Fishing boat discards 'hard to comply with'
A ban on discarding unwanted fish into the sea will be difficult to comply with, researchers have claimed.
Boats having to land unwanted fish caught in their nets started being phased in at the start of the year, under European laws.
Throwing dead fish back into the sea had increased due to strict EU quotas on which fish could be landed in a bid to conserve stocks.
The University of Strathclyde said it would pose the industry problems.
The ban is part of a new deal on fishing quotas and industry rules that was reached after negotiations in Brussels.
The ban came into force in January for species such as herring and mackerel, and will take effect a year later for cod and haddock.
The Strathclyde study concluded reducing waste and improving fish stocks was uncertain.
'Legacy of overfishing'
Prof Mike Heath, who led the research, said: "The campaign to change the CFP (Common Fisheries Policy) and get the discard ban onto the statute book was based on the assertion that half of all fish caught are discarded, and that EU quota restrictions are to blame.
"But our comprehensive assessment of discarding in the North Sea shows that's not the case.
"The wasteful practice of over-quota discarding has to be stopped but our study shows that the fundamental reason for the increasing proportion of catch being discarded is that the stocks have become more dominated by undersized fish.
"This is a legacy of overfishing in the past."
Dr Robin Cook, who also took part in the research, said: "The discard ban will force skippers to use up the storage capacity aboard their vessels bringing ashore fish for which there is no significant market.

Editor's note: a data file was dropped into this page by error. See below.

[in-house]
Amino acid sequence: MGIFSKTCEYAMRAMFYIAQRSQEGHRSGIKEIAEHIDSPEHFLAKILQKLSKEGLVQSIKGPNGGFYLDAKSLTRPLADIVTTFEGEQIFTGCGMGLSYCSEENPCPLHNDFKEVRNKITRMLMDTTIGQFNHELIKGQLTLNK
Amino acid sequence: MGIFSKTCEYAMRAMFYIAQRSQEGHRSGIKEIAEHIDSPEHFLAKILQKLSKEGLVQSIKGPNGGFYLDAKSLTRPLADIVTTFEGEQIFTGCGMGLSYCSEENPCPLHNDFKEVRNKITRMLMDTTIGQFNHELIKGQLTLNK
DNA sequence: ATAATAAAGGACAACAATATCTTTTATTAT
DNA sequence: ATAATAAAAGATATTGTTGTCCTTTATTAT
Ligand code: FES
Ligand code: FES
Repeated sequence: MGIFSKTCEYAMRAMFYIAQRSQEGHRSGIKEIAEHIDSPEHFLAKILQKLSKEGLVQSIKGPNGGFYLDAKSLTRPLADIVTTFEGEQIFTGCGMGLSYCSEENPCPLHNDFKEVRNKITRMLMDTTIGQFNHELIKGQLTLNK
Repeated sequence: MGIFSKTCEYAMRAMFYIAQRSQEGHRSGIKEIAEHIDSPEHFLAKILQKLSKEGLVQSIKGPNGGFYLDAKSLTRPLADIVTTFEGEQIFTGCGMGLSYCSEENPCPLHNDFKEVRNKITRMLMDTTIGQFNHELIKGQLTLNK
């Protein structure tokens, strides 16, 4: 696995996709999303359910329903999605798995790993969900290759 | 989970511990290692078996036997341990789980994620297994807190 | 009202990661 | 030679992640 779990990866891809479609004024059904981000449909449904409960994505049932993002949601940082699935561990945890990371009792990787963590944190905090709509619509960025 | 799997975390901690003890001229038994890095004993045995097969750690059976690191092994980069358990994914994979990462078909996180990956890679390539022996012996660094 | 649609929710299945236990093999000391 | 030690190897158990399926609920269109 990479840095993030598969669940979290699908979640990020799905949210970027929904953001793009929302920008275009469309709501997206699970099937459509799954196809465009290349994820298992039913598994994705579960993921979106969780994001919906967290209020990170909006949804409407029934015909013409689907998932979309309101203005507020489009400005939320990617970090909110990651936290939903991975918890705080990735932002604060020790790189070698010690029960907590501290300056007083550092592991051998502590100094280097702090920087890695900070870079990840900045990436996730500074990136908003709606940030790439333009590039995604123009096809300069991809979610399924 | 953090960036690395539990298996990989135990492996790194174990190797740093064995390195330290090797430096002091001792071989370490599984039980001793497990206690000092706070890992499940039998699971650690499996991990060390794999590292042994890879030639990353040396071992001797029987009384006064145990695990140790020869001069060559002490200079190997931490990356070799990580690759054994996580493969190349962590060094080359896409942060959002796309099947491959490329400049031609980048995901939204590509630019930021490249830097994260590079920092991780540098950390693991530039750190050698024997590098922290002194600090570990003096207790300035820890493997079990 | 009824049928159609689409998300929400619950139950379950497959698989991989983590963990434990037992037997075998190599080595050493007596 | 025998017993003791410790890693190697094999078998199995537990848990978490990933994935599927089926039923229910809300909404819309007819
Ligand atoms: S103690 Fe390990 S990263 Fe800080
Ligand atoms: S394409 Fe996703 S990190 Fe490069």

"This will have a detrimental effect on the profitability of the fishing industry, with no real benefit to the stocks. Further improvements in the performance of fishing gears are needed to overcome this, so that small fish are no longer caught."
A spokesman for the Scottish Fishermen's Federation (SFF), said: "No-one hates discarding more than our fishermen, but this study simply confirms what we already knew - the impending introduction of a discard ban has potentially devastating consequences for our fishing communities if implemented badly.
"The independent science shows that the majority of fish stocks are recovering and part of this recovery can be attributed to our fishermen using increasingly selective fishing gears - work which is ongoing.
"However, all this takes time, and it is essential that the discard ban is introduced on a gradual basis and with a large degree of flexibility in its operation."
The study has been published in the journal PLoS One.